Managing employee performance in transition economies: A study of Vietnamese public organisations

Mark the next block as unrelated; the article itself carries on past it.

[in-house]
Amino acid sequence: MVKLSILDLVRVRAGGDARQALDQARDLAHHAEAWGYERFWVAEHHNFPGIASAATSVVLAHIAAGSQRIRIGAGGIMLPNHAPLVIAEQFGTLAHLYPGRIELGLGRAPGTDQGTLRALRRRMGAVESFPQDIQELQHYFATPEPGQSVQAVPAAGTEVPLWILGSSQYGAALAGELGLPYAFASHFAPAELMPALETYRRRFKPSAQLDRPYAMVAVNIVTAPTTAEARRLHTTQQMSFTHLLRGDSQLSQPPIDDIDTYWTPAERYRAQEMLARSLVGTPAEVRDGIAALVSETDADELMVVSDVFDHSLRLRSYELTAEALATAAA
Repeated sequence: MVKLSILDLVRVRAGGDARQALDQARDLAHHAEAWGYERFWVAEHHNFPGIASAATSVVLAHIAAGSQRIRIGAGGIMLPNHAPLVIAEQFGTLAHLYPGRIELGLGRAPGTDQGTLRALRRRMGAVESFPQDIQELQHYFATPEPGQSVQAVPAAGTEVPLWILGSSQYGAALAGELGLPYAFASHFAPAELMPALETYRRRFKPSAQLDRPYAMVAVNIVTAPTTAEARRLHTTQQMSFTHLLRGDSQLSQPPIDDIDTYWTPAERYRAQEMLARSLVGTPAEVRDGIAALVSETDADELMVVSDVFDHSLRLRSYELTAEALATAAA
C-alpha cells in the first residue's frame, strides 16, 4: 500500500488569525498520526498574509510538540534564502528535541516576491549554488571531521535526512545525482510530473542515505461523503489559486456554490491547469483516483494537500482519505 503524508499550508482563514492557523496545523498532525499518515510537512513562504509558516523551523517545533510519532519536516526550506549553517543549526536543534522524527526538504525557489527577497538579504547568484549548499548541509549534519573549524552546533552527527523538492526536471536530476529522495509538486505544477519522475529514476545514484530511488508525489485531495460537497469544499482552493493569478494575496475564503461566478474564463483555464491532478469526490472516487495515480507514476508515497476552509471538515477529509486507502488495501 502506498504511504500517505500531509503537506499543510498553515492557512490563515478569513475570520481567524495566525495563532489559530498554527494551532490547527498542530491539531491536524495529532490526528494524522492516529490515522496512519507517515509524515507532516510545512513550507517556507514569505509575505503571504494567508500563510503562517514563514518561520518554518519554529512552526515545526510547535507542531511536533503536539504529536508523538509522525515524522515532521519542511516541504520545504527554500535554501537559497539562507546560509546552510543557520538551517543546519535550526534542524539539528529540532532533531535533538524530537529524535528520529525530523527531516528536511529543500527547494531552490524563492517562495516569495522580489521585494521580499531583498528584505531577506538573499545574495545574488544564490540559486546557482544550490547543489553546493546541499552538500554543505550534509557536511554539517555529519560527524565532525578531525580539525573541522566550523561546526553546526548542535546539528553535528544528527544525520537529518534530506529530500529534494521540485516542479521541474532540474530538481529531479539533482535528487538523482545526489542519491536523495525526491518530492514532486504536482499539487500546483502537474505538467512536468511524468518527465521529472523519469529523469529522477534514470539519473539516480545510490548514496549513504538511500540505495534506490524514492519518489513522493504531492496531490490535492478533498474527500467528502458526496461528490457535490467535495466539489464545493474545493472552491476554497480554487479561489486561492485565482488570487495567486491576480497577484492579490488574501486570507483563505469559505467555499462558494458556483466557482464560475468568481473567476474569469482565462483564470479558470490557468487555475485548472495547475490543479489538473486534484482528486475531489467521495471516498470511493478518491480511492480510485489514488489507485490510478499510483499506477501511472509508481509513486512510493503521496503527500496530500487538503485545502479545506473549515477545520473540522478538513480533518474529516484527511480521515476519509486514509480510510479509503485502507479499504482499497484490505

Public employees’ poor performance has been cited as one of the leading factors in the failure of reform programmes in developing countries. Although previous employee performance reforms have targeted selection, training, appraisal and compensation, agreement exists that these problems persist. Improving employee performance has proven difficult in developing and developed countries alike. Motivated by the New Public Management (NPM), employee performance management (PM) has been widely introduced by developed and developing countries as a public sector reform. Employee PM supposedly furthers development objectives by improving performance, enhancing accountability and aligning employee efforts with organisational goals. Unfortunately, the literature has reported many failed PM reforms. Arguably, employee PM in the public sector usually faces several difficulties, including the diversity of stakeholders, bounded delegated authority, ambiguous organisational and job goals, as well as the inherent complexity of employee PM activities. The situation is even more challenging for developing countries due to contextual problems of weak institutions, weak capacity and traditional cultures. There are perspectives that employee PM may not be compatible in developing contexts. Although there is no shortage of research on employee PM, most is theoretical research or conducted in developed countries. Empirical research in developing countries, particularly in the public sector, remains sparse. To address this gap, this research investigates whether employee PM is applicable or effective in the developing context, as well as exploring which contextual factors affect its development. To answer these research questions, a mixed methods approach guided by the research philosophy of pragmatism was adopted. The data for this research was gathered from 30 interviews and a survey of 322 respondents from 29 different organisations across five central Ministries and two provinces in Vietnam as a transitional economy with a strong effect of Confucian culture. This study contributes to the literature by providing some key findings. Firstly, it confirms that if well designed and implemented, PM can work in the public sector in developing countries. This finding supports the perspective that the failure of PM schemes is mostly because of implementation shortcomings rather than theory defects. Secondly, it proposes a formula for the effective implementation of PM in the developing context. Specifically, it is a combination of five PM practices, including goal-based appraisal, feedback, reward-for-performance, addressing poor performers and employee participation. Thirdly, the development of employee PM in developing countries is driven by three contextual factors: agency accountability, HR autonomy, and entrepreneurial leadership. Fourthly, PM is not only a tool to improve organisational performance, but also an important mediation agent to transmit the effect of other reform activities on desirable outcomes. Finally, the effect of the contextual factors on development of employee PM is weakened by interpersonal relationships and nepotism while being strengthened by communication and training. Based on these findings, this research proposes strategic solutions for policy-makers while providing specific suggestions for practitioners to develop effective PM systems. It also discusses some implications and identifies gaps for researchers in the future.